English film actor. After several leading roles in British romantic melodramas during World War II, such as The Man in Grey (1940), he moved to Hollywood in 1950 and appeared in such films as Scaramouche (1952), The Prisoner of Zenda (1952), Beau Brummel (1954), and Moonfleet (1955).
Granger was born in London, where work as a film extra led him to drama school, repertory, and the West End stage. His first film was in 1940, and after being invalided out of the army, he starred in a succession of British films, almost always in heroic roles. Tall and dark with classical features, he went on to Hollywood, where his egotism made him unpopular. He reputedly turned down the male lead in A Star Is Born (1954), which in the event was a high point in the career of his close friend James Mason. Some of Granger's performances tended to inflexibility, and hardly any of his films made after 1960 rose above the level of potboilers. By 1978 he was reduced to a minor supporting role in The Wild Geese. He returned to the theatre in 1990, appearing in a revival of The Circle on Broadway in New York, and on an English tour.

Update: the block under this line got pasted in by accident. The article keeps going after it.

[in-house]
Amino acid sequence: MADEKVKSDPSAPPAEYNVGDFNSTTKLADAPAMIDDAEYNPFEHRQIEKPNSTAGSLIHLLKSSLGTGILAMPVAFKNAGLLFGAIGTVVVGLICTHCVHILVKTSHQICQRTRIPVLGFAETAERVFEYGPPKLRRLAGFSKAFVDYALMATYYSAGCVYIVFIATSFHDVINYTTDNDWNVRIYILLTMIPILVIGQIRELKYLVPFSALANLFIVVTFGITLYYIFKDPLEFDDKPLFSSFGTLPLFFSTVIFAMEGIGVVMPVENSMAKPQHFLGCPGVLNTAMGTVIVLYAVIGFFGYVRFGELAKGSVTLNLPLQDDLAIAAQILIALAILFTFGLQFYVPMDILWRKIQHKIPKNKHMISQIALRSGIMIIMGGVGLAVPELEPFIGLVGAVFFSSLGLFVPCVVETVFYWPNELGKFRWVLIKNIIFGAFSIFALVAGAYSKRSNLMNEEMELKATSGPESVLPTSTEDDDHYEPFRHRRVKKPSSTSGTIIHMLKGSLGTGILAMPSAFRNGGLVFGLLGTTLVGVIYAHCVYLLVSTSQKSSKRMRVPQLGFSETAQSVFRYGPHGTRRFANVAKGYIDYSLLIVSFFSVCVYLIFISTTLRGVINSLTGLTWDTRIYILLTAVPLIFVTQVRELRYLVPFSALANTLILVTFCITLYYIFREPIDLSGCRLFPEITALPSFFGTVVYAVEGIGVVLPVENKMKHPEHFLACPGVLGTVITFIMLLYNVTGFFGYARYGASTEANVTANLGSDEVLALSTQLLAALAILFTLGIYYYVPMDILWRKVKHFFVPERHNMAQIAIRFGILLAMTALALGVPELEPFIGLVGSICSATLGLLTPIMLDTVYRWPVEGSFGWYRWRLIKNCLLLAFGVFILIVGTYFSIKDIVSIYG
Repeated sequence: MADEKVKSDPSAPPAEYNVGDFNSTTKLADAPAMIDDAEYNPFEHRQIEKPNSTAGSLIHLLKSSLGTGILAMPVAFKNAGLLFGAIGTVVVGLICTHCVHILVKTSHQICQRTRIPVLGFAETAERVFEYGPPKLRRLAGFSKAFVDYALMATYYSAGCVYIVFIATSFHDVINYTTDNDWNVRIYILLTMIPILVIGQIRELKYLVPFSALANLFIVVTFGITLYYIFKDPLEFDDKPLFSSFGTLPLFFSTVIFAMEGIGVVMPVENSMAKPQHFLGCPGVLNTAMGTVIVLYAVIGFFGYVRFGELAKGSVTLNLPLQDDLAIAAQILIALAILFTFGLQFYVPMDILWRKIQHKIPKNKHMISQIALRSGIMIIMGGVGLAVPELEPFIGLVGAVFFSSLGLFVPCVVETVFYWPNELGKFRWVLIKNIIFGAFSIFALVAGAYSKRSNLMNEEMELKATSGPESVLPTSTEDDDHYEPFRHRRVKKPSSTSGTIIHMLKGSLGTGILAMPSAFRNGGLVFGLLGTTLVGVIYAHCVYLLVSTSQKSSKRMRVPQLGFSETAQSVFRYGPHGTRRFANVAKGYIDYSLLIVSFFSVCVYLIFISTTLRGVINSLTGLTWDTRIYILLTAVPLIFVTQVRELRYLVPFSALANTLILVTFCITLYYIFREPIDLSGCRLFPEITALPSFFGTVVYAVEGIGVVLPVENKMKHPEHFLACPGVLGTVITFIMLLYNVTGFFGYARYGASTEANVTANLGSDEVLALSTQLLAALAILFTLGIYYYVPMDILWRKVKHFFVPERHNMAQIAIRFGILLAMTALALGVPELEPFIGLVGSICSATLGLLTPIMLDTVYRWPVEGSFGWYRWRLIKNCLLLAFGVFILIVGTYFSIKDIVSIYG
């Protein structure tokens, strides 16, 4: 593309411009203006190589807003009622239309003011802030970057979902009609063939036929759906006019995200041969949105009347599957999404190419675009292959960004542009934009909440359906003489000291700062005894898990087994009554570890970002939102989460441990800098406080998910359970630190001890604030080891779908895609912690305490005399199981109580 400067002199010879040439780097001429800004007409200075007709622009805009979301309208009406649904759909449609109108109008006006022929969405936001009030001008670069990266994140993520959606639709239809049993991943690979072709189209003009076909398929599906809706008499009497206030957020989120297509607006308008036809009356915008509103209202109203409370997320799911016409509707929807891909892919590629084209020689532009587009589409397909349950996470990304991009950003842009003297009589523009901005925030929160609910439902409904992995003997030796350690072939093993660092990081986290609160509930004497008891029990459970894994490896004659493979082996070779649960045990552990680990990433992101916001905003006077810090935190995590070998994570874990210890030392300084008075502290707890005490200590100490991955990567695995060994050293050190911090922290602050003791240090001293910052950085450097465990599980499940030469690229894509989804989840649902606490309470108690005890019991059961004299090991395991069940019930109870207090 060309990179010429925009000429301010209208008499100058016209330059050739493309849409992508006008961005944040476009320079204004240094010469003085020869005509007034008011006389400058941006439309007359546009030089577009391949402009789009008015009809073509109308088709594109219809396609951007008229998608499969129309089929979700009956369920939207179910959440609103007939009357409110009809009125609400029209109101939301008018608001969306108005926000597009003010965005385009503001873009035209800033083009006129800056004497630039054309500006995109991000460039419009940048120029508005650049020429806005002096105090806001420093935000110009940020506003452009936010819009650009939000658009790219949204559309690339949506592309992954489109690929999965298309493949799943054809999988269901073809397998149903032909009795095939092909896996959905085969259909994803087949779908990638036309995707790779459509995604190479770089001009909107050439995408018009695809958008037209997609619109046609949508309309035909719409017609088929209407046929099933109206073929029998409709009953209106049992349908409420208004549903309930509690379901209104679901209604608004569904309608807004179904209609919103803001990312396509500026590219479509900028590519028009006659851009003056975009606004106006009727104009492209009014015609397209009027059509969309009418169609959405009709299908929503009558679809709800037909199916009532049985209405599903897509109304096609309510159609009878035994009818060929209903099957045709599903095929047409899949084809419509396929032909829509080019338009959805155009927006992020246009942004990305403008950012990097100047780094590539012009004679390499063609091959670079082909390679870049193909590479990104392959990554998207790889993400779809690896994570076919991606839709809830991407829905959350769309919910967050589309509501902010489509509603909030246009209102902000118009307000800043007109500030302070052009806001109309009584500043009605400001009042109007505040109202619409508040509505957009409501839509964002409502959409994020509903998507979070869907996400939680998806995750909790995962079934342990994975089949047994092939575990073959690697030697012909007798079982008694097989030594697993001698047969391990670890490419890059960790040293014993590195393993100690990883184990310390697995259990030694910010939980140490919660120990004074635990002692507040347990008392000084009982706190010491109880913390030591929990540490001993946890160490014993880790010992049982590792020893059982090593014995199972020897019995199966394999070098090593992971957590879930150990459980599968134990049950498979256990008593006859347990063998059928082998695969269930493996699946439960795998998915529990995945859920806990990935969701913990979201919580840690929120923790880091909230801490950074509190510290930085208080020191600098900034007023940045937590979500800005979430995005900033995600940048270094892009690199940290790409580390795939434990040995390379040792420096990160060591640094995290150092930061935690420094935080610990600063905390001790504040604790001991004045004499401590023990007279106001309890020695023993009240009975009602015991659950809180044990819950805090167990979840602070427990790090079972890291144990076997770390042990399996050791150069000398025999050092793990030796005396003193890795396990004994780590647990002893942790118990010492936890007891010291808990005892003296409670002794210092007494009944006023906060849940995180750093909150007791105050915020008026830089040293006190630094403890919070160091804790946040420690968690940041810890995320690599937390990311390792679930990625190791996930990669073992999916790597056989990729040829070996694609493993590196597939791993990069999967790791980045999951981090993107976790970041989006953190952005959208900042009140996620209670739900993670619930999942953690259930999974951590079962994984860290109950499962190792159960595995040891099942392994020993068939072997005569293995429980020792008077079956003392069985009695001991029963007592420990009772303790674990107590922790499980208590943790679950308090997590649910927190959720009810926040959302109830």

Granger, (James Lablache) Stewart
English, born in London. A student at the Webber-Douglas School of Dramatic Art, he was a stage performer and film extra before becoming a...